As for the selection of human-resource management, "we chose to focus on a sector where self-employment occurs frequently and individuals with experience in working on their own account are not automatically perceived as 'odd cases.' "

The key difference between the CVs was in the supposed applicants' current positions since 2009. One had "owned and managed a small HR consulting company consisting of a team of three consultants and supporting staff"; in contrast, the other had worked in a company's HR consulting division "as project manager for consulting teams providing HR services to client groups."

Out of a total of 192 applications, 95 evoked no response and 75 evoked negative responses. Of the 22 positive responses (transmitted by e-mail or voice-mail messages), 6 were for applicants from the self-employed group and 16 for wage earners. Statistical analysis indicates this difference to be significant, with only a 2% probability that it is due to chance.

The disparity between self-employed and wage earners was considerably sharper among men than among women. Of the 15 positive responses to male applicants, 12 went to wage earners and only 3 to self-employed; among women, the comparable numbers were 4 and 3.

What accounts for this apparently adverse corporate response to entrepreneurs, even in a field where self-employment is relatively common? The authors offer three possible explanations: 1) irrational discrimination; 2) qualities conducive to entrepreneurial success (for example, bias for risk-taking) differ from those conducive to success in traditional company careers; and 3) big companies require different social and political skills than small enterprises do.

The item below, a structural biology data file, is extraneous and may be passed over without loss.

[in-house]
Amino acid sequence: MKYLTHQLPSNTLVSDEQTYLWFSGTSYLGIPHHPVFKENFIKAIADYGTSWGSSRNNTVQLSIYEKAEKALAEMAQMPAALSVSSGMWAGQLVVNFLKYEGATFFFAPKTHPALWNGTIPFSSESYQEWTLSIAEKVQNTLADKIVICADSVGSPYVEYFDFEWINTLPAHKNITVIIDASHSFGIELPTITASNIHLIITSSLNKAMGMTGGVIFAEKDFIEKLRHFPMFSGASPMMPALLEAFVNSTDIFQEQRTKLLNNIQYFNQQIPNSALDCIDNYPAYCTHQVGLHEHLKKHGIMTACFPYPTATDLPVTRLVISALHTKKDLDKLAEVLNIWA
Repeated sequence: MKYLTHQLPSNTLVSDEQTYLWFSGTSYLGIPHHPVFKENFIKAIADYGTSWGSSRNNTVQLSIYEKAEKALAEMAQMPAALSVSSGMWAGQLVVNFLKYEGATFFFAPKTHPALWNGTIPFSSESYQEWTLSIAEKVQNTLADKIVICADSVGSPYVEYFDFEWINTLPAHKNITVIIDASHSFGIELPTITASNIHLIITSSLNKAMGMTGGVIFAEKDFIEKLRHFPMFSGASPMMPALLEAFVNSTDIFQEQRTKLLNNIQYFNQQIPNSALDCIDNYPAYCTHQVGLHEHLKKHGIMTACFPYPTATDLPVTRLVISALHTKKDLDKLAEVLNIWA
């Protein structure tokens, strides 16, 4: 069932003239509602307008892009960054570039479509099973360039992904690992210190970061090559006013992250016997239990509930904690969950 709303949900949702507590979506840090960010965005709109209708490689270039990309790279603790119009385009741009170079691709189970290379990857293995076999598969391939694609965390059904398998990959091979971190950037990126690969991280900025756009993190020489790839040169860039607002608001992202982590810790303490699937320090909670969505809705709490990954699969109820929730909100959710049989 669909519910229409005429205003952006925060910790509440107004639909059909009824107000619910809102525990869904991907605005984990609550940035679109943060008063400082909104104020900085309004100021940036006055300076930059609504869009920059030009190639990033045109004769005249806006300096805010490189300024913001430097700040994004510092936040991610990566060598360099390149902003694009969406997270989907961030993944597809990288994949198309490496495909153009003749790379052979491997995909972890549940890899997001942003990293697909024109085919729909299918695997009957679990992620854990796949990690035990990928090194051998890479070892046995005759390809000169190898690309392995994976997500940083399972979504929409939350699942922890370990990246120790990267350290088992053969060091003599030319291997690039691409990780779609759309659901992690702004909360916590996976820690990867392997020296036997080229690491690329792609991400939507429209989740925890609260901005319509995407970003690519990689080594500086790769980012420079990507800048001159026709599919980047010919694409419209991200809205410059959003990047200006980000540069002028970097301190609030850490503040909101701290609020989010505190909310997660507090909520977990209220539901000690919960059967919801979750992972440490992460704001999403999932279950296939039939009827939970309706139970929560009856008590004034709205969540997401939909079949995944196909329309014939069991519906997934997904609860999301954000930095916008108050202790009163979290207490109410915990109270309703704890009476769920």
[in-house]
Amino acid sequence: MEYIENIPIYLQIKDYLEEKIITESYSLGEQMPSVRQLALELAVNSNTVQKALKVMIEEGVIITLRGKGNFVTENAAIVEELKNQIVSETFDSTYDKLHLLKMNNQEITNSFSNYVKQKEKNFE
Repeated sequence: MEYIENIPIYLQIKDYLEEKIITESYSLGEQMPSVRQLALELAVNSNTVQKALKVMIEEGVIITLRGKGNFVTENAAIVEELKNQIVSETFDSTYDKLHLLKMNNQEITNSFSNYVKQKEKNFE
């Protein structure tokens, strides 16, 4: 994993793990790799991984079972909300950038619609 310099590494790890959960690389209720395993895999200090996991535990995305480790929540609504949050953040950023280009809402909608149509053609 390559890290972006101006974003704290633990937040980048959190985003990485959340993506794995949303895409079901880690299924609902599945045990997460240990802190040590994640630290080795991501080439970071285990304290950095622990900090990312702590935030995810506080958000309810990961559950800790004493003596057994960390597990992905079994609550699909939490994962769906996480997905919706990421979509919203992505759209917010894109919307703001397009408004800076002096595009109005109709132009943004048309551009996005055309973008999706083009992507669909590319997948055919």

In any event, whatever the reason for the response, its career implications for entrepreneurs seem disturbingly clear, suggesting strongly, as they do, that "having previously been self-employed is in itself a negative signal on the job market."

The paper, entitled "Self-Employed But Looking: A Labor Market Experiment," will be as among several thousand research reports at the Academy of Management annual meeting, to be held in Orlando from August 9th through 13th. Founded in 1936, the Academy of Management is the largest organization in the world devoted to management research and teaching. It has some 19,000 members in 110 countries, including about 11,000 in the United States. This year's annual meeting will draw more than 9,000 scholars and practitioners for sessions on a host of subjects relating to business strategy, organizational behavior, corporate governance, careers, human resources, technology development, and other management-related topics.